A Handful of Ashes
by Rob McCarthy
Pegasus Books, 2018
Rob McCarthy, a London medical student, follows up his taut 2016 debut The Hollow Men with a new adventure starring his raggedly heroic young war veteran and police Force Medical Examiner Dr. Harry Kent. A Handful of Ashes starts with both of McCarthy's two main protagonists, Harry and Acting Detective Chief Inspector Frankie Noble (Harry's smart, prickly, ambitious former lover), at strained and over-extended periods in their lives and careers. Thanks to the sudden cancer diagnosis of her boss, Acting DCI Noble suddenly finds herself in charge 22 detectives on the Major Investigation Team when a woman's apparent suicide deepens into media-profile headline-grabbing murder case. And despite his affable exterior, Kent's life is in complete shambles:
On average, Harry slept between fifteen and twenty hours per week. He kept a bottle of amphetamines in his flat, care, and locker to keep him going. He spent four or five twelve-hour stints per week at the hospital, working in the A&E department, and despite that his career was going nowhere. He was meant to be a consultant by now, but that hadn't happened. He'd failed his fellowship exam, flunked out of the training programme, failed to demonstrate adequate progress in his latest year of training. Compared to his contemporaries, his portfolio was a mess. He lived alone and had a girlfriend he barely saw.
And in addition to all this – including that drug addiction, which McCarthy knows better than his readers he's sugar-coating – Kent spends chunks of his dwindling free time handing out fliers to people in the neighborhood, asking if anybody recognizes the anonymous young woman laying comatose at his hospital, nicknamed “Zara” but the subject of a borderline obsession on Kent's part.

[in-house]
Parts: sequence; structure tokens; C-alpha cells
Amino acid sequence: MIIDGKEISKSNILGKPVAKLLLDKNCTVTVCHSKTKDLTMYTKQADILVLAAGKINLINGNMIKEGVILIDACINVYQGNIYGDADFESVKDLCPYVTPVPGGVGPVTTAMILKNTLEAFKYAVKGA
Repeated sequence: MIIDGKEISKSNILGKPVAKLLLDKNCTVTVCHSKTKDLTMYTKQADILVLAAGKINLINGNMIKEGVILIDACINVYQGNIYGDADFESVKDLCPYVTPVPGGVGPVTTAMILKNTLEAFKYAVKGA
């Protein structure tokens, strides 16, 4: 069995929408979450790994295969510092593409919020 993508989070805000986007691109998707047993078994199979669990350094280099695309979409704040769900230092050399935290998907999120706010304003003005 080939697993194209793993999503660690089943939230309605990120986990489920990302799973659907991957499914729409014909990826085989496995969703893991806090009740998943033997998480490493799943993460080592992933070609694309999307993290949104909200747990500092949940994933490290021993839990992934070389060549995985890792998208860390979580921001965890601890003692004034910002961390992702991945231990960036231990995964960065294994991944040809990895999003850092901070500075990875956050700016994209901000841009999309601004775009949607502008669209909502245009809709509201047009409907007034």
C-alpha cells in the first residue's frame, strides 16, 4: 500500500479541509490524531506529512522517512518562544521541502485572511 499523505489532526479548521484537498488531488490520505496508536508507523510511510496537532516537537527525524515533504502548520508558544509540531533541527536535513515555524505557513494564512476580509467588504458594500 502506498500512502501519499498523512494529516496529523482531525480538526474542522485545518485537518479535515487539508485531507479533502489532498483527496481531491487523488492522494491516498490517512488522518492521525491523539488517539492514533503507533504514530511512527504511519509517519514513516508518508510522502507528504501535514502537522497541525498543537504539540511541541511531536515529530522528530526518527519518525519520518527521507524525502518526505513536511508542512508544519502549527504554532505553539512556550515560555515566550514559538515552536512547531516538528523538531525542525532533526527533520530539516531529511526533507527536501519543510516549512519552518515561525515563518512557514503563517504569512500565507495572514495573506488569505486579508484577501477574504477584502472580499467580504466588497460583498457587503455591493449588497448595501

Given all of these factors, both Kent and Noble would have preferred it if the dead woman at their new crime scene were actually the suicide she appears at first, sitting on a chair in her apartment, arms slit, a pool of blood under her. But Noble's instincts are alerted by factors she can't even identify, and when this causes her to bring Kent in (despite their explosive personal past), his own instincts catch the problem: the supposed suicide has contusion marks on her neck – somebody held her down while they cut at her arms. The police forensics team quickly confirms that this was a murder.
And not just any murder. The woman is Susan Bayliss, a cardiologist at Belgrave Hospital for Sick Children, who'd made national headlines as a whistleblower about a fellow doctor. Her suicide over this uproar would have been disgraceful; her murder blows the whole story to another order of magnitude. At the initial crime scene, Kent is at first quietly contemplative:
Had that been the last thing Susan Bayliss had ever felt? Harry wondered. Warm early-morning summer air blowing in through the window? Her life had ended in a wicker chair turned to face out of the balcony doors. Harry followed her dead eyes out and took in the view again. It was probably better at night than in the daytime, and she hadn't enjoyed the sunrise. The proof of that was the thick lake of blood that the chair stood in, a rich black scarlet against the varnished wooden flooring.
But Susan Bayliss' body has many more stories to tell, and since Noble is under pressure to bring the investigation home, Kent is caught in the middle, drawn into a case that McCarthy steadily complicates with a steadier hand than was evident in The Hollow Men, which was slow to reach its proper cruising speed. A Handful of Ashes is a faster, surer book in every way, with major and minor characters fleshed out with economic precision (in particular Kent's natural deductive abilities are never discussed but always obvious), and the pacing compulsively ratchets up as the book progresses. Even the one plot-thread that at first seems extraneous – the comatose woman Zara – becomes the touchstone for the book's absolutely harrowing final scene. With this novel an earnest but fairly standard crime fiction novel at once becomes a seriously impressive series.
Steve Donoghue was a founding editor of Open Letters Monthly. His book criticism has appeared in the Boston Globe, the Wall Street Journal, and the American Conservative. He writes regularly for the National, the Washington Post, the Vineyard Gazette, and the Christian Science Monitor. His website is http://www.stevedonoghue.com